In 1961 the Evening Standard Newspaper celebrated its centential with a special supplement looking at Dublin over the previous hundred years (1861 – 1961). This supplment contained these fascinating early photos of Dublin before and after Independence in 1921. The change in Dublin’s streetscape is dramatic, illustrating what the city was like when it had a functioning public transport system and before cars were invented. Only one of the photo’s was dated and I can only date those relating to the Civil War. If you can help date the others please leave a comment below. There are higher resolution pictures of the originals in the slideshow at the end of the post
This early picture of Grafton Street shows how much Dublin has changed in the last century. Most striking is the British Army unit marching toward the camera. To the left can be seen a pony and trap while coming up the street in the background is a tram. Beside the lamp post to the left of the group of children is a man carrying an advertising sandwich board.
The landscape of Dame street, one of the main thorough fares, has been completely changed in the last century. The most obvious alteration is the trees which now obscure the building in the centre of the earlier picture. In a sign of a changing world this building now contains a Starbucks, synonomous with American culture. When this picture was taken London was the centre of the economic world and it was British culture that dominated Dublin. This was evident in Dublins streets – to the left of the older photo you can just make out a statue of William of Orange.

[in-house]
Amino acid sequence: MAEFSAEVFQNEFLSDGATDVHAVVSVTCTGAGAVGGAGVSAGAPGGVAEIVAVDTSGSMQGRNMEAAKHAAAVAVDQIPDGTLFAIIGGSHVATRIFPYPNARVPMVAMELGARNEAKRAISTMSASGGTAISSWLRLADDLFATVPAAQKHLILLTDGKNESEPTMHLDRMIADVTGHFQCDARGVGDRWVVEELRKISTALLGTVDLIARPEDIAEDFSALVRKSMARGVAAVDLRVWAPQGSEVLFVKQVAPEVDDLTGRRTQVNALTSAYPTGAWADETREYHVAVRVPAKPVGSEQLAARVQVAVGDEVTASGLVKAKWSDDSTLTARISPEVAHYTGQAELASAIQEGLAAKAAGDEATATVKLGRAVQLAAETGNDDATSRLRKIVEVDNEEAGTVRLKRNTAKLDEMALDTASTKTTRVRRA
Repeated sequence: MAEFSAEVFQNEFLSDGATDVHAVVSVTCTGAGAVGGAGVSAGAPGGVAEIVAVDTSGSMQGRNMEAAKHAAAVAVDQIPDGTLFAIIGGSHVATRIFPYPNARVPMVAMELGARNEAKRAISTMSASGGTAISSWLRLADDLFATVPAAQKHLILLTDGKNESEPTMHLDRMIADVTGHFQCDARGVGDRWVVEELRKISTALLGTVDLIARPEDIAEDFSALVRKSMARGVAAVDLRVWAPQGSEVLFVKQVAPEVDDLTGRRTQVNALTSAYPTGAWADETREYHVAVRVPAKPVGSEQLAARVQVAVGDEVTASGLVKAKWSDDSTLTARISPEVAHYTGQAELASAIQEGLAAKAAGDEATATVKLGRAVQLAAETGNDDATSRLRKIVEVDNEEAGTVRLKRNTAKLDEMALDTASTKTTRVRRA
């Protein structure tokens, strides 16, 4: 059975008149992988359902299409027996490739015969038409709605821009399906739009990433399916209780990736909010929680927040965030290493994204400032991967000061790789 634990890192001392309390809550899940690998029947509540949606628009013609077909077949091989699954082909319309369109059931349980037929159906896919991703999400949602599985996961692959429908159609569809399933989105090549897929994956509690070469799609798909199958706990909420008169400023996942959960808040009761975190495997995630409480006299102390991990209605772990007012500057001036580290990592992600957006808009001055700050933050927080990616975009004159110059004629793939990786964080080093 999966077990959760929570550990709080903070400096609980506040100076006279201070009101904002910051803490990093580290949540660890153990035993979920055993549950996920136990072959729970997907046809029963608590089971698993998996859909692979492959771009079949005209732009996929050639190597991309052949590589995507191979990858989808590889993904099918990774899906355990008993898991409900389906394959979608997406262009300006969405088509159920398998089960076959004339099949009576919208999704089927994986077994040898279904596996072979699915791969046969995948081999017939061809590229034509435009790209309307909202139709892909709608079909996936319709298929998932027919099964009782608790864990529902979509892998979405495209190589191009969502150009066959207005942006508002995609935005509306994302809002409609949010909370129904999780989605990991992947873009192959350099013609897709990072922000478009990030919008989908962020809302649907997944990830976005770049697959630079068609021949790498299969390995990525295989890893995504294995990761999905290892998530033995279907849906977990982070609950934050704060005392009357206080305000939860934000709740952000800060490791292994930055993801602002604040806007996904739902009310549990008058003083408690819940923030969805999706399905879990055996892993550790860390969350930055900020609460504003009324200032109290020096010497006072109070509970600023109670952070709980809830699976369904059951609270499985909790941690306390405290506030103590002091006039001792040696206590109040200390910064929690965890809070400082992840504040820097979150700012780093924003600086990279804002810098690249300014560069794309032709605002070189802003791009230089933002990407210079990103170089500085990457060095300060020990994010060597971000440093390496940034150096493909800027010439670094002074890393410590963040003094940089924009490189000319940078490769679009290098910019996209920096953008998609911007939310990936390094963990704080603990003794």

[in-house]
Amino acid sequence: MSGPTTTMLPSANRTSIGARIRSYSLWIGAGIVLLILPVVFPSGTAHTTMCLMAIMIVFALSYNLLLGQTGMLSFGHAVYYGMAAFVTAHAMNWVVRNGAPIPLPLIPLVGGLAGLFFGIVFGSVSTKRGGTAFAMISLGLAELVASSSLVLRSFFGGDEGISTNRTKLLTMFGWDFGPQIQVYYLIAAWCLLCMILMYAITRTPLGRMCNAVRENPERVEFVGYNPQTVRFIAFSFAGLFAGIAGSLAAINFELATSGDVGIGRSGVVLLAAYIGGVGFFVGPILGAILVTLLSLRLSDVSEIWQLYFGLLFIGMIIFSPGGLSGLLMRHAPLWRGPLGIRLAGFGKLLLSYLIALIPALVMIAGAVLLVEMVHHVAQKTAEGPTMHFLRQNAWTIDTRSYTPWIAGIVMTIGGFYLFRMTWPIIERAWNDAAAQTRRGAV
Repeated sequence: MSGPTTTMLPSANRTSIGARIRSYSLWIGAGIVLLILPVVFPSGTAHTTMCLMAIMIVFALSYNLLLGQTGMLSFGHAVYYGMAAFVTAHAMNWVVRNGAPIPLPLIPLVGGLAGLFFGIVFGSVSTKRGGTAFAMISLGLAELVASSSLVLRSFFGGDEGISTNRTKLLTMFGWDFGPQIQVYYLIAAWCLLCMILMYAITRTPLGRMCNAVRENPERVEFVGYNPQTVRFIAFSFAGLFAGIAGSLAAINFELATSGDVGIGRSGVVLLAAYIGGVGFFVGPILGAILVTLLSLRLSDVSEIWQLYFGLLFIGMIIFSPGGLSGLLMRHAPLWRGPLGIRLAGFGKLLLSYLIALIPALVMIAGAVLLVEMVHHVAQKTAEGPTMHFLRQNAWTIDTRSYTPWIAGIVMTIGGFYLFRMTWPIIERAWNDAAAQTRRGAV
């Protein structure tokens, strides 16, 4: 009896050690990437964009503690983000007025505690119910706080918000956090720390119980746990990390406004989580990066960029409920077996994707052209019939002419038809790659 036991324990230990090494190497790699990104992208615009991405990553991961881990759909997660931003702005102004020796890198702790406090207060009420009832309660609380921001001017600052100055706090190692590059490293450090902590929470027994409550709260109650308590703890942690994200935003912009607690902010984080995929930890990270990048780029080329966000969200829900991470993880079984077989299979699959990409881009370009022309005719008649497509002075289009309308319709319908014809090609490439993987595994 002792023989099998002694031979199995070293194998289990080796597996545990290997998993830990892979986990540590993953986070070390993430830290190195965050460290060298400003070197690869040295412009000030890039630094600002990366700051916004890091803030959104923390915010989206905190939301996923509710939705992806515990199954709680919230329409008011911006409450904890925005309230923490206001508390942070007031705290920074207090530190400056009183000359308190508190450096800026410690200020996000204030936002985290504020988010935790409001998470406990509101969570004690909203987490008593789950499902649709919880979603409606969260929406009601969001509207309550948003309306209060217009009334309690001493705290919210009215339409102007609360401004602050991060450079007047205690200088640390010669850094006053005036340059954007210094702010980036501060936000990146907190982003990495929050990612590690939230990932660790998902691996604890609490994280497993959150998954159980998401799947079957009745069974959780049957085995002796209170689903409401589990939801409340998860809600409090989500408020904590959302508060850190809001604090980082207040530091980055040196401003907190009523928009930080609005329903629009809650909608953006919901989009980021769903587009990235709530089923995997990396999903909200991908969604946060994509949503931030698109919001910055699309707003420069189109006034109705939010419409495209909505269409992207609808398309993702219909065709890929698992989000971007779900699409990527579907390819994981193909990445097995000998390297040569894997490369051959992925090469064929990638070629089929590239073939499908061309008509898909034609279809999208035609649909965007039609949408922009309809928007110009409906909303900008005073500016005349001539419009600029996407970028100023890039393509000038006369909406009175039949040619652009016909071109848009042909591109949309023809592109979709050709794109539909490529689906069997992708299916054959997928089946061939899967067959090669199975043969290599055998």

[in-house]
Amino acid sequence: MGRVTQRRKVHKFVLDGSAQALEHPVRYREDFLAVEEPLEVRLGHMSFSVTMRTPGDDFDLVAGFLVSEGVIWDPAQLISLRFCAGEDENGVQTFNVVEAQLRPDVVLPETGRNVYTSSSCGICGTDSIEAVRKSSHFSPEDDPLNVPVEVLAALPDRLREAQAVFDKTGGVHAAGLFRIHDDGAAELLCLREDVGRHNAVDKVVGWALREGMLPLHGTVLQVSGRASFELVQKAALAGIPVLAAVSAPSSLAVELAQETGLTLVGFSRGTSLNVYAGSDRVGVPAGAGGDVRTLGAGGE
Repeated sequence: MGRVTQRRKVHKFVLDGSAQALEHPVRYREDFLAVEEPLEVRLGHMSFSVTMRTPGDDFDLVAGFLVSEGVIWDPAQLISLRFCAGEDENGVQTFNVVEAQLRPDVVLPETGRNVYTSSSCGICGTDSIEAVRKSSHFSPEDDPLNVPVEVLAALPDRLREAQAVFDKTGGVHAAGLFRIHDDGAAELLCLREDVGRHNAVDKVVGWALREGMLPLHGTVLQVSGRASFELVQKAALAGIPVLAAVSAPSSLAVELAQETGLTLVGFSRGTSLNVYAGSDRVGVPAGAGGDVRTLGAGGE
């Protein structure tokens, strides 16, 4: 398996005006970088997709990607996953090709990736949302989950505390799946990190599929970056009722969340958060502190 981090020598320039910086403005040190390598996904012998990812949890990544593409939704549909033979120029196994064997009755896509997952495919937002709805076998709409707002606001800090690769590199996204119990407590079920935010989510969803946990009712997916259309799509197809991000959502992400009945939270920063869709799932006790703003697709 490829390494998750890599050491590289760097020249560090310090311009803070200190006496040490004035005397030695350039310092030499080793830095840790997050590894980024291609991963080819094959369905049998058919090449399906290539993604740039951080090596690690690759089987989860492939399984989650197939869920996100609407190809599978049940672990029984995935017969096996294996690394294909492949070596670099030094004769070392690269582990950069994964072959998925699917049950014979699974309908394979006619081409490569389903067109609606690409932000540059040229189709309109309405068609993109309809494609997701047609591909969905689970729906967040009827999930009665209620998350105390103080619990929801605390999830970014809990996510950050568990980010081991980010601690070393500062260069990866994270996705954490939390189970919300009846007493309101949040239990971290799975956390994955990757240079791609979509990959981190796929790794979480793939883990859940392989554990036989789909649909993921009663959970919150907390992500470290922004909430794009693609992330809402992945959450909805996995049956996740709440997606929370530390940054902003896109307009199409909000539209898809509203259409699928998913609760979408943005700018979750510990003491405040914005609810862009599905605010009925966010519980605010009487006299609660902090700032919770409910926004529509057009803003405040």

This photo shows College Green in front of Trinity College before of the arrival of mechanised transport – the trams are still drawn by horses. The uniform of the police in the foreground is that of a stereotpical English Bobby.
O Connell St/ Sackville St.
This photo of O Connell street, then a known as Sackville Street, was taken after 1882 when the Daniel O Connell statue was added in the centre background. The Street was then dominated by Nelsons Pillar, a column erected to the British admiral Horatio Nelson. This was partially blown up by the IRA in 1966 and later completely dismantled. In 2003 the Spire (a 400 ft stainless steel spike) took its place.
Customs House Quay
When this picture was taken Dublin city centre was a much busier port still servicing sailing ships as can be seen from the numerous ships in the background. Now very little traffic comes this far up the docks, all freight ships berth further down the docks.
The original cobbled Butt Bridge pictured on top was a notorious bottle neck in early 20th century Dublin traffic. It was renovated and widened in 1932, the opening cermony is pictured on the bottom left. Liberty Hall in the centre background is a much changed building standing 16 stories high.
The fire in this picture is perhaps not the worst fire in Irish History but unquestionably this was the worst fire for Irish History. When Republicans Occupied the Four Courts in the run up to the Civil War the newly formed Irish Free State attacked them with artillary. In the following fire the Records Office along with its contents, of thousands of documents pertaining to medieval Irish history was destroyed.
The junction of Henry St. and O Connel St
This shot was also taken during the civil war in Dublin. As the Four Courts was occupied by Republicans, so too was the Gresham Hotel (about 200 metres North of Henry St on O Connel Street). The Free state forces in this picture are shelling the Gresham.